The traditional experimental methods described above all assume the possibility of following the reaction after its components have combined into a homogeneous mixture of known concentrations. But what can be done if the time required to complete the mixing process is comparable to or greater than the time needed for the reaction to run to completion?
For reactions that take place in milliseconds, the standard approach since the 1950s has been to employ a flow technique of some kind. An early example was used to study fast gas-phase reactions in which one of the reactants is a free radical such as OH that can be produced by an intense microwave discharge acting on a suitable source gas mixture. This gas, along with the other reactant being investigated, is made to flow through a narrow tube at a known velocity.
If the distance between the point at which the reaction is initiated and the product detector is known, then the time interval can be found from the flow rate. By varying this distance, the time required to obtain the maximum yield can then be determined.
Although this method is very simple in principle, it can be complicated in practice, as the illustration shows. Owing to the rather large volumes required, his method is more practical for the study of gas-phase reactions than for solutions, for which the stopped-flow method described below is generally preferred.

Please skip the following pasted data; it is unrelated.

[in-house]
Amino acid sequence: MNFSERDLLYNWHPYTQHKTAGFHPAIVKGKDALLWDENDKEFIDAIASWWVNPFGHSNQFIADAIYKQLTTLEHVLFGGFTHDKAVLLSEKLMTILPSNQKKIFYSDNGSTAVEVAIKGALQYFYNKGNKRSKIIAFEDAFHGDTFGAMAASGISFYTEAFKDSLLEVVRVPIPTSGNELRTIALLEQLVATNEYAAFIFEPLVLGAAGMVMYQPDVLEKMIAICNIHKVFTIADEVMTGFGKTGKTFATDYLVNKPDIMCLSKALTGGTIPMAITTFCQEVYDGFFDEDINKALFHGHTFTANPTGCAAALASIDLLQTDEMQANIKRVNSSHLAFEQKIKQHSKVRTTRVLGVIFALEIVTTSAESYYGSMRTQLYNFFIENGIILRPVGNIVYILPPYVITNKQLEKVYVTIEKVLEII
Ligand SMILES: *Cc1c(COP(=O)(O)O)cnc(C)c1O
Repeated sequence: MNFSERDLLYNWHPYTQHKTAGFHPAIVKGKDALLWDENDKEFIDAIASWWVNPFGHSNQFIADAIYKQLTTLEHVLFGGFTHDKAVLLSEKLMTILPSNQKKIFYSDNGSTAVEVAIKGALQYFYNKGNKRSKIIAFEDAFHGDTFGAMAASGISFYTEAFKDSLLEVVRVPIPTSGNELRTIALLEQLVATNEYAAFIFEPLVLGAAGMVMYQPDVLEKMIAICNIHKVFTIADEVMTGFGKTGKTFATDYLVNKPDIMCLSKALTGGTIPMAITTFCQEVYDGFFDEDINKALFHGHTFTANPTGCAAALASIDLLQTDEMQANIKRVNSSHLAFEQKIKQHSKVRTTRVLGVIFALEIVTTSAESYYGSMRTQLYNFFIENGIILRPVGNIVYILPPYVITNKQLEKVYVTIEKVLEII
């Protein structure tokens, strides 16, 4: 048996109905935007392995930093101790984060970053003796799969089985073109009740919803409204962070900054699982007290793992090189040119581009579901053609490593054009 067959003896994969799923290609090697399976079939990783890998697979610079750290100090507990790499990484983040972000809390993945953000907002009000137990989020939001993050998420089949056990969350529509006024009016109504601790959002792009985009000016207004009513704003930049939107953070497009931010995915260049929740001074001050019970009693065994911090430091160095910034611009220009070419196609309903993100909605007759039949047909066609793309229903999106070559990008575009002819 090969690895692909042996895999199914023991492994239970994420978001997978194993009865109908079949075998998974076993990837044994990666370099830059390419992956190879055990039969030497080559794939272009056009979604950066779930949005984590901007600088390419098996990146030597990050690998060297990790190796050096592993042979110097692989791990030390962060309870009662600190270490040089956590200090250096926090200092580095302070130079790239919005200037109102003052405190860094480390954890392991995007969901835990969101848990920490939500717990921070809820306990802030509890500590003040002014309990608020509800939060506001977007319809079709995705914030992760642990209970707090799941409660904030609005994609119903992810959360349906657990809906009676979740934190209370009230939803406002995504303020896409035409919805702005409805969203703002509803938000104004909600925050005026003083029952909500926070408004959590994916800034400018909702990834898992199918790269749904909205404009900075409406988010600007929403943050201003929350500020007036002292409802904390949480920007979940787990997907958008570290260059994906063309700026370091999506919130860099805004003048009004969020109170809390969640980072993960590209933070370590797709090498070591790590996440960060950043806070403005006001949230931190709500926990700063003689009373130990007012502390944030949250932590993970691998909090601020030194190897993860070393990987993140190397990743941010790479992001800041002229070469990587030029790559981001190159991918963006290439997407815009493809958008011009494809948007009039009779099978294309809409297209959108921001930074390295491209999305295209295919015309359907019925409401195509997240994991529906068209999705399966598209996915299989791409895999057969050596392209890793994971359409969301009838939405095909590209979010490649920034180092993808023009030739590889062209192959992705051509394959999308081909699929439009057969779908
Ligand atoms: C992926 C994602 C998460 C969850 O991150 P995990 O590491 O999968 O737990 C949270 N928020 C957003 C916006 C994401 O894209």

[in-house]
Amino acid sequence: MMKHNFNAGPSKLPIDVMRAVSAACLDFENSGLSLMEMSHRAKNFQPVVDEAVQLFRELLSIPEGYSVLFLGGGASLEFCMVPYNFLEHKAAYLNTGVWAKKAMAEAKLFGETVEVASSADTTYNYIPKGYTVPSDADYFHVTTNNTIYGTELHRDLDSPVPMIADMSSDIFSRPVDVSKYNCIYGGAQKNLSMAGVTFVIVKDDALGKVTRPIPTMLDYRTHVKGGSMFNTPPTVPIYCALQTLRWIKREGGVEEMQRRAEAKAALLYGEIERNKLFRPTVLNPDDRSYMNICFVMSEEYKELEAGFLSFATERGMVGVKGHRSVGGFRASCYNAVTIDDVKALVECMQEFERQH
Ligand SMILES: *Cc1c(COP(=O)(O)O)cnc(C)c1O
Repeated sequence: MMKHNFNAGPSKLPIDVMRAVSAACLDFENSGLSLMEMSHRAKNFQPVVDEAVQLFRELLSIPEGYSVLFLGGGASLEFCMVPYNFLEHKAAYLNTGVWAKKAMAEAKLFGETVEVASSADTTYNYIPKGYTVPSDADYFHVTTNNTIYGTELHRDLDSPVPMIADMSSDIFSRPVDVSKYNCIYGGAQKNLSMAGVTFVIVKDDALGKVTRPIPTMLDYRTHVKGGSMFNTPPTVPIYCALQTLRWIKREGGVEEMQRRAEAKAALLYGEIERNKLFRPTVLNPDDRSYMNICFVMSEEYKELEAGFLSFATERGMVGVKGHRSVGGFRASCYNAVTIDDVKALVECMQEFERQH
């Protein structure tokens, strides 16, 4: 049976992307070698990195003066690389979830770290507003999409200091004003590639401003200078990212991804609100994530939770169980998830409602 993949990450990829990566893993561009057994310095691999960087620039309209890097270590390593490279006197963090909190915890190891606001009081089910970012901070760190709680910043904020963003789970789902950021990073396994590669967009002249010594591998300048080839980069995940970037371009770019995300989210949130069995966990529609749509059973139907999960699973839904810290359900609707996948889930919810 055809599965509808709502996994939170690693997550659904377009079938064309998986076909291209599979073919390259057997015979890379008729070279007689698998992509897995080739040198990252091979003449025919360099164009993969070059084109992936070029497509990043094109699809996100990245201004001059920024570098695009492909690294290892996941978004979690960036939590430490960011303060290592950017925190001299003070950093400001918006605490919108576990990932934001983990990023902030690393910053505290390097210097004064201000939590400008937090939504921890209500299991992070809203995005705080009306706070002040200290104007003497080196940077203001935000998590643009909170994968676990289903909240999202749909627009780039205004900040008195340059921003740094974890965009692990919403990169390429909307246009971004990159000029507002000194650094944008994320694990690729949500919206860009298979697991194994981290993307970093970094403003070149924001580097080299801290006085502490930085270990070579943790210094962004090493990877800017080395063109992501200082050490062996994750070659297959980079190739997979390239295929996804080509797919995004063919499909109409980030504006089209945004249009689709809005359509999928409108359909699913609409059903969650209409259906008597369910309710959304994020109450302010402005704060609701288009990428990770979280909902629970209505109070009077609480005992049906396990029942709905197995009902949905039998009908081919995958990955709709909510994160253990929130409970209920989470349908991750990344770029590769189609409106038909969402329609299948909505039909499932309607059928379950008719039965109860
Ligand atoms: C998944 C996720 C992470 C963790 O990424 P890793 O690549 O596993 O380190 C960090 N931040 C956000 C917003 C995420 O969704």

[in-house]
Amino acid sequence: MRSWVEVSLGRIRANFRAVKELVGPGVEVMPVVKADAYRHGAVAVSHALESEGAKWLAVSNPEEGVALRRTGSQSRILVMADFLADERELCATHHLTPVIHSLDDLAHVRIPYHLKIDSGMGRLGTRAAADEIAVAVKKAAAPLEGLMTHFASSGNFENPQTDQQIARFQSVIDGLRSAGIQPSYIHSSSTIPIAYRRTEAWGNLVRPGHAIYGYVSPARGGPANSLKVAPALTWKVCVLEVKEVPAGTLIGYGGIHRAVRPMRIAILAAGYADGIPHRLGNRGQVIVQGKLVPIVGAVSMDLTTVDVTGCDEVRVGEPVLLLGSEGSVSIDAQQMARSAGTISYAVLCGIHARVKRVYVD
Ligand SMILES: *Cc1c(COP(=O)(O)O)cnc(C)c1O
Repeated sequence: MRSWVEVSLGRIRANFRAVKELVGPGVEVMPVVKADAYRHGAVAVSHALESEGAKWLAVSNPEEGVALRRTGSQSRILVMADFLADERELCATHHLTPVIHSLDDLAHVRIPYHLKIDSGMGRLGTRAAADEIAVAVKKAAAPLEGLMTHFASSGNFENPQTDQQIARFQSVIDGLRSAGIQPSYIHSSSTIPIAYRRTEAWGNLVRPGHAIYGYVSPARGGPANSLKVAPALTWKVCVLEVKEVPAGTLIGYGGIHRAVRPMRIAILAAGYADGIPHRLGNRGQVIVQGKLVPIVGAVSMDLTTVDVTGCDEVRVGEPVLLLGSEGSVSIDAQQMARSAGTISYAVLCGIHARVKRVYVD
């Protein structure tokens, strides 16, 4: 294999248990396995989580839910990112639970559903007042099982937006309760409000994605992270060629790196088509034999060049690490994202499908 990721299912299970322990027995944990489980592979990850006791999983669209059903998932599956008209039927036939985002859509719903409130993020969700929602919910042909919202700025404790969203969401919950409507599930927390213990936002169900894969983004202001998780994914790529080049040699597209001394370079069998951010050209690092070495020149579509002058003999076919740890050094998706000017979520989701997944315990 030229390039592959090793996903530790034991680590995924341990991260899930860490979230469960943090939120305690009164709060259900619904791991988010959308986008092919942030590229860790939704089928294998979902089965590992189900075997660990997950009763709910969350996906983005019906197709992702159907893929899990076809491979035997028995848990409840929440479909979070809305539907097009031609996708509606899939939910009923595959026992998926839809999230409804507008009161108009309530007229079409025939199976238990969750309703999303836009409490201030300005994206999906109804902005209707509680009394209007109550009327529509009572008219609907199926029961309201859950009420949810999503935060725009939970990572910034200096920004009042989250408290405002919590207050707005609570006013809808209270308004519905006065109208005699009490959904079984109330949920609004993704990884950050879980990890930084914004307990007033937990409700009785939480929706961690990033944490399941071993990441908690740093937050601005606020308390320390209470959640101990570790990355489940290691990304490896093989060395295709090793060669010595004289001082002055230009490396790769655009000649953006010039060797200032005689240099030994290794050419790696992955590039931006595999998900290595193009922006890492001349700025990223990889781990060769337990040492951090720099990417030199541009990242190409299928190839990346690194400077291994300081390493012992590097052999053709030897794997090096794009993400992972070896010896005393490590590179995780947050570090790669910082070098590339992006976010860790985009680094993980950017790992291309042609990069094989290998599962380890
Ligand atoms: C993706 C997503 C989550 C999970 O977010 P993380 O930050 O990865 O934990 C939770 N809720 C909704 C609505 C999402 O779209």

Stopped-flow and Quenched-flow methods
These are by far the most common means of studying fast solution-phase reactions over time intervals of down to a fraction of a millisecond. The use of reasonably simple devices is now practical even in student laboratory experiments. These techniques make it possible to follow not only changes in the concentrations of reactants and products, but also the buildup and decay of reaction intermediates.
The basic stopped-flow apparatus consists of two or more coupled syringes that rapidly inject the reactants into a small mixing chamber and then through an observation cell that can be coupled to instruments that measure absorption, fluorescence, light scattering, or other optical or electrical properties of the solution. As the solution flows through the cell, it empties into a stopping syringe that, when filled, strikes a backstop that abruptly stops the flow. The volume that the stopping syringe can accept is adjusted so that the mixture in the cell has just become uniform and has reached a steady state; at this point, recording of the cell measurement begins and its change is followed.
Of course, there are many reactions that cannot be followed by changes in light absorption or other physical properties that are conveniently monitored. In such cases, it is often practical to quench (stop) the reaction after a desired interval by adding an appropriate quenching agent. For example, an enzyme-catalyzed reaction can be stopped by adding an acid, base, or salt solution that denatures (destroys the activity of) the protein enzyme. Once the reaction has been stopped, the mixture is withdrawn and analyzed in an appropriate manner.
The quenched-flow technique works something like the stopped-flow method described above, with a slightly altered plumbing arrangement.
The reactants A and B are mixed and fed directly through the diverter valve to the measuring cell, which is not shown in this diagram. After a set interval that can vary from a few milliseconds to 200 sec or more, the controller activates the quenching syringe and diverter valve, flooding the cell with the quenching solution.